Globalization, privatization, flexible work schedules, deregulated markets; 30 years of neoliberal capitalism has driven most of the world’s governments to partly or wholly abandon their previous role as arbitrators between the security of the majority and the profiteering of the corporate sector. It comes as no surprise therefore that when problems in the US real estate and financial sectors resulted in a global financial crisis starting in 2008 governments all over the world pumped trillions of dollars into banks and insurance companies, essentially creating the largest transfer ever of capital into the private sector. One argument often cited for this unprecedented action was that many of these transnational corporations were ‘too big to fail.’ Still, despite these enormous expenditures millions of people soon lost their homes and livelihood, and the economic and social damage has not yet ended.

The cost of these bailouts is staggering. States borrowed capital to rescue financial institutions resulting in growing national debt and virtual insolvency for some countries, including Cyprus. Managing these budget deficits might have been possible if wealthy transnational corporations were forced to assist the economy, but neoliberal governments instead chose to introduce belt-tightening programs that radically reduce public services and social welfare. Needless to say, these austerity measures do not necessarily reflect the will of the majority, and increasing voter apathy is one serious side effect of such top-down decision-making.

Today, we are facing an socio-economic catastrophe that has also become a major crisis for representative democracy. The very idea of the modern nation state is in jeopardy as the deterritorialized flow of finance capital melts down all that was solid into raw material for market speculation and bio-political asset mining. It is the social order itself, and the very notion of governance with its archaic promise of security and happiness that has become another kind of modern ruin. Theorist Slavoj Žižek puts it this way, ‘the central task of the ruling ideology in the present crises is to impose a narrative which will place the blame for the meltdown not on the global capitalist system as such, but on secondary and contingent deviations (overly lax legal regulations, the corruption of big financial institutions, and so on).’1

It’s the Political Economy, Stupid brings together a group of artists who focus on the current crisis in a sustained and critical manner. Rather than acquiesce to our current calamity this exhibition asks if it is not time to push back against the disciplinary dictates of the capitalist logic and, as if by some artistic sorcery, launch a rescue of the very notion of the social itself.2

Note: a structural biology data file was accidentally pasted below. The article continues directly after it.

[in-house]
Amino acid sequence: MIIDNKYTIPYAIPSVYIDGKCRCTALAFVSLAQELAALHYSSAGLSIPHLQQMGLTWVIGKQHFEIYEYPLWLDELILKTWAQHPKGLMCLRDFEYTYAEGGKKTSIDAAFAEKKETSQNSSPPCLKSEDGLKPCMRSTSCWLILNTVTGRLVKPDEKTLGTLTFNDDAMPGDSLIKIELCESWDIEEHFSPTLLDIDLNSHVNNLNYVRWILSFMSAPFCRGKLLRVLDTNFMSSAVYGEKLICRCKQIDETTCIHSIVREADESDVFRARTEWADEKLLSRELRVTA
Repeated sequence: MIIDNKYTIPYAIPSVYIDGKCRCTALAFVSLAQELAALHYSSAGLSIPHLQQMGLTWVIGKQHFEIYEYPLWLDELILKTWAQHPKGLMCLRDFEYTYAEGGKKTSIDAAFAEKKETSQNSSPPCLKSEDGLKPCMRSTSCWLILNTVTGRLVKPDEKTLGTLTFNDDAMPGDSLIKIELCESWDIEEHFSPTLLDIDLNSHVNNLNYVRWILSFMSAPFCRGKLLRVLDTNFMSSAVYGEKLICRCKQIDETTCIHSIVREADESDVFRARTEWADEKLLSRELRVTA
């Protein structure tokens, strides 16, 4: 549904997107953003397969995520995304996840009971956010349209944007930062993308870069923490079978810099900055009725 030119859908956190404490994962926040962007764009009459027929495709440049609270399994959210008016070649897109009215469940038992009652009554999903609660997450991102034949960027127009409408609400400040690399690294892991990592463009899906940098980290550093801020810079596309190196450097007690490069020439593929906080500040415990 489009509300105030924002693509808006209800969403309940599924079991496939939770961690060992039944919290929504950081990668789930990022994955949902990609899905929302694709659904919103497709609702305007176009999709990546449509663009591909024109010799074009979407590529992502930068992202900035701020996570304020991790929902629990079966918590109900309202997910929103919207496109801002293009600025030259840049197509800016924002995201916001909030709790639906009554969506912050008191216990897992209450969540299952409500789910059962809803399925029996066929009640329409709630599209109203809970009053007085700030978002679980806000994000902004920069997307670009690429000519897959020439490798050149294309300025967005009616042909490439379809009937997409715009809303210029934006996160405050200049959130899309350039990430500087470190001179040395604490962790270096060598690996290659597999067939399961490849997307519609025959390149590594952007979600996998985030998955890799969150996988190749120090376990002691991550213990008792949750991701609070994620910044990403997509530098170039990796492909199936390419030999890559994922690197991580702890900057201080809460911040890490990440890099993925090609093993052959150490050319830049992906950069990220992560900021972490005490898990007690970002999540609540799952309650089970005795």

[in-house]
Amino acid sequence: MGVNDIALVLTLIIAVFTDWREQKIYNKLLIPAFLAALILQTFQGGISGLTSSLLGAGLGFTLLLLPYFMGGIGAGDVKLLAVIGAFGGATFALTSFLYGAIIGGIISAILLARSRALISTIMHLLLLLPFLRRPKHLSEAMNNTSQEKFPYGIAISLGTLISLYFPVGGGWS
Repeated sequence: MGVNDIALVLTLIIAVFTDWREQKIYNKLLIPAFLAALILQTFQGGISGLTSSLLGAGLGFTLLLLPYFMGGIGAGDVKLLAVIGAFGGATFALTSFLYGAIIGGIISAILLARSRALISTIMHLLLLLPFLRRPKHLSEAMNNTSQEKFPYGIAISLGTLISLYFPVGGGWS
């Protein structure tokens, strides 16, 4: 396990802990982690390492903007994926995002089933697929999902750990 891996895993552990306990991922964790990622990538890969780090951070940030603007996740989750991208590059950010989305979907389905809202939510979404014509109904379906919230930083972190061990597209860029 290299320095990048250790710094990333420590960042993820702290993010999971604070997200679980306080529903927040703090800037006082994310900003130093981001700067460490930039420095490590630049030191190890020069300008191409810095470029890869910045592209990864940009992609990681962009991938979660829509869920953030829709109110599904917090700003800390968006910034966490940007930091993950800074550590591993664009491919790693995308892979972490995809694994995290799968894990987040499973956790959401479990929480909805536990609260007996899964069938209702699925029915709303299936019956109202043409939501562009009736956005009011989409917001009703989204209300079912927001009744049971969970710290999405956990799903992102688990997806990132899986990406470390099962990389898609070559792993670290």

*It’s the Political Economy, Stupid * was supported by a seminar at the Cyprus University of Technology with talks by Gregory Sholette, Oliver Ressler, Areti Leopoulou, Andreas Panayiotou and Noel Douglas, moderated by Antonis Danos and co-organised by NeMe and the Department of Multimedia and Graphic Arts (Art History and Theory Research Lab) of the Cyprus University of Technology.

Participating artists: Filippo Berta, Christopher Christou, Noel Douglas, Libia Castro & Ólafur Ólafsson, Paolo Cirio, Yevgeniy Fiks / Olga Kopenkina / Alexandra Lerman, Field Work, flo6×8, Melanie Gilligan, Institute for Wishful Thinking, Jan Peter Hammer, Alicia Herrero, Sherry Millner & Ernie Larsen, Suzana Phialas, Zanny Begg & Oliver Ressler, Isa Rosenberger, Dread Scott, Marios Theophilides, Pavlos Vrionides.

  1. Slavoj Žižek, First as Tragedy, Then as Farce. Verso Books, London/New York 2009, p.19^
  2. The title It’s the Political Economy, Stupid is a rephrasing by Slavoj Žižek of the phrase “It’s the economy, stupid”, a widely circulated phrase used during Bill Clinton’s successful 1992 presidential campaign against incumbent President George Bush Senior.^



Organisers: NeMe and the Art History and Theory Research Lab (Cyprus University of Technology)
an international exhibition and a pre-opening seminar.
Curators: Oliver Ressler, Gregory Sholette.
Coordinators: Helene Black, Yiannis Colakides, Maria Hadgiathanasiou
Exhibition design: Oliver Ressler, Noel Douglas
Photography: Christiana Solomou, Alexis Andreou, Pavlos Vrionides


Ariadne Diogenous, George Mavromoustakis, Thesseas Efstathopoulos


Main Supporter: Cyprus Ministry of Education and Culture
Supported by: The Austrian Embassy Cyprus, Municipality of Limassol, ndline, The Copy Shop.
Media Sponsor: Kanali 6.